RFID.ppt

3,467
-1

Published on

Published in: Business, News & Politics
0 Comments
0 Likes
Statistics
Notes
  • Be the first to comment

  • Be the first to like this

No Downloads
Views
Total Views
3,467
On Slideshare
0
From Embeds
0
Number of Embeds
0
Actions
Shares
0
Downloads
251
Comments
0
Likes
0
Embeds 0
No embeds

No notes for slide

RFID.ppt

  1. 1. RFID Radio Frequency IDentification By: Jeremy Yager
  2. 2. RFID - Overview <ul><li>RFID, as the name suggests, uses RF devices to communicate identification information. </li></ul><ul><li>This is achieved by using small devices known as tags to carry unique identification for the object, person, or animal carrying the tag. </li></ul><ul><li>In most applications, a second device, known as a reader, polls the RFID tag for its identification information. </li></ul>
  3. 3. History of RFID <ul><li>IFF: Identification, Friend or Foe . Developed in WWII by British to distinguish returning Allied aircraft from invading German bombers. </li></ul><ul><li>In 60's and 70's RFID gained usage in inventory and access control of radioactive/nuclear materials. </li></ul>
  4. 4. Private Sector and Research <ul><li>In 1977, RFID technology was transferred to the private sector. The first applications were cattle identification and monitoring--to replace branding--and in railroad car inventory management. </li></ul><ul><li>RFID also began to see use in wildlife monitoring and research. RFID tags can be used to monitor animal movement without adversely affecting the animal, giving researchers more data to understand behaviors that may be difficult to observe directly. </li></ul>
  5. 5. Uses of RFID Today <ul><li>Inventory tags: Small size and low cost of tags allows widespread usage in inventory control. For example, Walmart now requires top 100 suppliers to include RFID tags on all merchandise. </li></ul><ul><li>Shipping containers: In addition to inventory, tags can be used to monitor history, condition and security of container. </li></ul>
  6. 6. Uses in Manufacturing <ul><li>Manufacturing: RFID tags are used to track material and processes on shop floors. </li></ul><ul><li>In a newer application, tags embedded in the floor give location information to mobile equipment (i.e. forklifts) to navigate autonomously around the shop. </li></ul><ul><li>These uses in industry center around the management buzzword ‘Supply Chain Visibility’ </li></ul>
  7. 7. Other Uses of RFID <ul><li>No-stop toll booths to improve traffic flow </li></ul><ul><li>Cashless payment </li></ul><ul><li>Security/Access Control </li></ul><ul><li>Supermarkets </li></ul><ul><li>Medical monitoring </li></ul><ul><li>Theft deterrent, e.g car-key RFID tags </li></ul><ul><li>Any application requiring unique identification of objects in an inexpensive and unobtrusive way… </li></ul>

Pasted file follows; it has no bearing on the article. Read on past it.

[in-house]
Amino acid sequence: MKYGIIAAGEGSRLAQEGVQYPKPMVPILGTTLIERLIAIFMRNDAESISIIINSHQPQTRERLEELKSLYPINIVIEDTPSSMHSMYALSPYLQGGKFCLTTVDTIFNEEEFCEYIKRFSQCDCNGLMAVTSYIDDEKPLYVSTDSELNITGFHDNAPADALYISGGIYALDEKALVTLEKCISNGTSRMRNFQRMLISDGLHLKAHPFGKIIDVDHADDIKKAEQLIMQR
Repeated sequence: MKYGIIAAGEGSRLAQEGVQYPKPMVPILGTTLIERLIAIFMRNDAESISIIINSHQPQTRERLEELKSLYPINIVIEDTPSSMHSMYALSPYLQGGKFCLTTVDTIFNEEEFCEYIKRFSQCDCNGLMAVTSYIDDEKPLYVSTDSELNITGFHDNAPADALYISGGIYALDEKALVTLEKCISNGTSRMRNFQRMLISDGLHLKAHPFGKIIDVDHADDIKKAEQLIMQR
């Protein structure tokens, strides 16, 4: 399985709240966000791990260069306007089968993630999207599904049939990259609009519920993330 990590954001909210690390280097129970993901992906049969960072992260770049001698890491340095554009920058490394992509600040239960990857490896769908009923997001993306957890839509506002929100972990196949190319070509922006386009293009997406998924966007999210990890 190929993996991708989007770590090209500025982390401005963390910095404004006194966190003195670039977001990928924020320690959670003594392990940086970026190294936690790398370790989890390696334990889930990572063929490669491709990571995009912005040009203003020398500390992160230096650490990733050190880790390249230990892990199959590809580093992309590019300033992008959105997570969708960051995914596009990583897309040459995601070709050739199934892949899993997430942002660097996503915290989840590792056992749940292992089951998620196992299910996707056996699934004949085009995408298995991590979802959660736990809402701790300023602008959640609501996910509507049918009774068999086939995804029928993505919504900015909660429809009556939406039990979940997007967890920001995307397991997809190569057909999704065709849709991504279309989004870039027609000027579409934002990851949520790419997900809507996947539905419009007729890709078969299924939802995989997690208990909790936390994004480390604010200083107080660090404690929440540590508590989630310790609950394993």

8. 8. Types of RFID Tags <ul><li>There are three types of RFID Tags: </li></ul><ul><li>Active Tags </li></ul><ul><li>Passive Tags </li></ul><ul><li>Semi-Passive Tags (actually, technically a subset of passive) </li></ul>
  9. 9. Active RFID Tags <ul><li>Active RFID Tags use a radio transceiver to communicate with tracking system. This requires the inclusion of a battery with the unit. </li></ul><ul><li>Pros: Longer range than passive. Battery allows much more sophisticated control logic. </li></ul><ul><li>Cons: Larger and heavier due to battery. Currently more expensive than passive tags. </li></ul>
  10. 10. Passive RFID Tags <ul><li>Passive tags use backscatter modulation of reader field to communicate with reader. Purely passive tags use the reader’s field to power onboard logic through power scavenging techniques. </li></ul><ul><li>Pros: Very small. Can be millimetric in dimension. Does not require a battery. Can be very inexpensive (<$0.25 each in large quantities) </li></ul><ul><li>Cons: Antenna system used for power scavenging and communication is difficult to design and to attach to the device. Readable range is very limited. Onboard logic capability is very limited. </li></ul>
  11. 11. Backscatter Modulation?! <ul><li>Antenna theory: A tuned receiving antenna retransmits a portion of incident RF energy. This retransmission is known as scattering-- backscattering if it is in the direction of the original transmitter. This backscattering can be detected by another antenna. </li></ul><ul><li>By continuously tuning and detuning an antenna element, the amount of backscattering can be controlled. </li></ul>